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If you suffer from an eating disorder now or have in the past, please email Joanna for a free telephone consultation.


Eating Disorder Recovery
Joanna Poppink, MFT
Eating Disorder Recovery Psychotherapist
serving Arizona, California, Florida, Oregon and Utah.
All appointments are virtual.

The Paradox in Binge as Rescue You know what you want. You want to be solid and alive. You want to capable of being seen and heard without going into anxiety. You want to be real and have a real life. But experiencing an emotional crisis drives you to save yourself from intense and immediate pain. You plunge into your eating disorder repertoire.

Eating Disorder Rescues
The eating disorder rescue looks like this: You crawl under the covers trembling on the inside and afraid to come out. Or you sink into the television, binge and do not answer the phone. Or you binge in restaurants wearing what feels like your invisibility cloak or phony persona. Or you binge in your car, alone and unseen.

 You want to be safe and alive yet consider suicide. Your goal is not to die, although some people die when they attempt suicide. Your goal in moving toward the suicide act is to get away from the sense of being completely alone, rejected, abandoned, invisible, frightened and in imminent danger. You may cut. Slicing your body, watching and feeling the blood flow feels like a relief from all the inner pressure and pain. Your experience of life is too intense to tolerate so you drain out some of your life by bloodletting.
Magnificent Promise
These emotional and behavioral binges offer the opposite of what you want and need to live a full, rich and satisfying life. But, the eating disorder behavior offers one magnificent promise. It will stop you from feeling the horror of the descending energy wave that quickly erodes your mind, body and soul. In such a moment you are certain you would disappear, unseen and unknown, under the force of that wave unless the eating disorder behaviors save you.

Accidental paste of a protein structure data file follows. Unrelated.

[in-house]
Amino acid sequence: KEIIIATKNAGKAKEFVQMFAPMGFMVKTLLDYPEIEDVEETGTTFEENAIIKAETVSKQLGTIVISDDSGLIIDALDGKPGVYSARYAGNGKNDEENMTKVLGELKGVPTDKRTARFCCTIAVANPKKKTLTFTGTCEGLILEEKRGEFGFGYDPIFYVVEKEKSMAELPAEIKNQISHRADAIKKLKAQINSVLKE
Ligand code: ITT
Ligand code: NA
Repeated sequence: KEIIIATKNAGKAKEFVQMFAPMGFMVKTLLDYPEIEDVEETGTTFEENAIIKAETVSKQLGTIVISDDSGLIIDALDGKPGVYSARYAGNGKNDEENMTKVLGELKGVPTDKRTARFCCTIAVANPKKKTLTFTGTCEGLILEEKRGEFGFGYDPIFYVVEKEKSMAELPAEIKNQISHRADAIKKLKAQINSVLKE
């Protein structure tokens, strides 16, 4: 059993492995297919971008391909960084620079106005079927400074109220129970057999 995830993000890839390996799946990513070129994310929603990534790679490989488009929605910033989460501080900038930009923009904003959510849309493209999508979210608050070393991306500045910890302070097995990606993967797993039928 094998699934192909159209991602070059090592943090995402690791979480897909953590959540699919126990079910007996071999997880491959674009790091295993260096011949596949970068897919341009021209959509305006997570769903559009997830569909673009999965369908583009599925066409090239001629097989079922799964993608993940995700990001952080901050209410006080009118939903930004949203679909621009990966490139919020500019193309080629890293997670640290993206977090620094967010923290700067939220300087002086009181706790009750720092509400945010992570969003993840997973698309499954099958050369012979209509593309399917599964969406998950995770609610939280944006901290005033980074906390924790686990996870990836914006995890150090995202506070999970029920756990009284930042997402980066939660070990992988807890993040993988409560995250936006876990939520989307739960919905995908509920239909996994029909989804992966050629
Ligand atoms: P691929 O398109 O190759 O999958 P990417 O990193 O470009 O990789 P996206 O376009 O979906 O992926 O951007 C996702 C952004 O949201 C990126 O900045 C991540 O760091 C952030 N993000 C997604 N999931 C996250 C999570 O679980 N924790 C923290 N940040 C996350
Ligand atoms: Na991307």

Endless Anxiety Experience
This is the endless, lonely, and frightening experience of a person with an eating disorder. This is what you feel when you have not yet found your healing path or are in the early stages of recovery. If this is you, then you may be under even more stress now as the people and systems you’ve counted on to care for you are being strained by the current economic turbulence.

Rush for Quick and Easy Solutions
Answers to your emergency questions are unsatisfactory. Effective ways of caring for yourself require time, healing and focus on developing relevant resources. You don’t want to hear about a seminar or psychotherapist or resume writing class. You jump at the chance to “talk to someone” in a meeting a friend may arrange. But you are horrified and thrown into despair when a well meaning person exploring an opportunity with you asks you about your credentials and experience. You struggle to maintain a calm persona while you are screaming inside. The would be helpful person describes study programs where you can get a certificate or a degree. Or he or she gives you a thick packet consisting of an application form that requires samples of your work. Or he or she describes the qualifications you need to gather together to enter a training program or gain membership in a relevant organization.
“No” to solution and “Yes” to deeper troubles (paradox)
You don’t want to hear these long range solutions. Anything longer than a few hours is too long a wait. You want to be rescued fast, right now. You want the money or the husband or the recognition or the car or the apartment or the job or the answer to all your troubles and peace of mind right now. The unhappy paradox you face is that the binge response will give you fast relief, but only for a moment. You will quickly return yet again to your anxiety.

The eating disorder rescue path leads to despair. Your only real choice that will lead you to what you truly want is the choice that gets you on your recovery path. Many people make that choice with committment, dedication and courage. They get well. They get a life. You could be one of them.

More to Come
I’ll be exploring these questions around crises, what they are, how they are perceived, how and why a person with an eating disorder responds and what a person can do to respond with more health and skill in this six part post, “Eating Disorder Response to Crisis.”

Eating Disorders:  Response to Crisis

part 1  Overview 

part 2 

part 3 

part 4 

part  5 

part  6 

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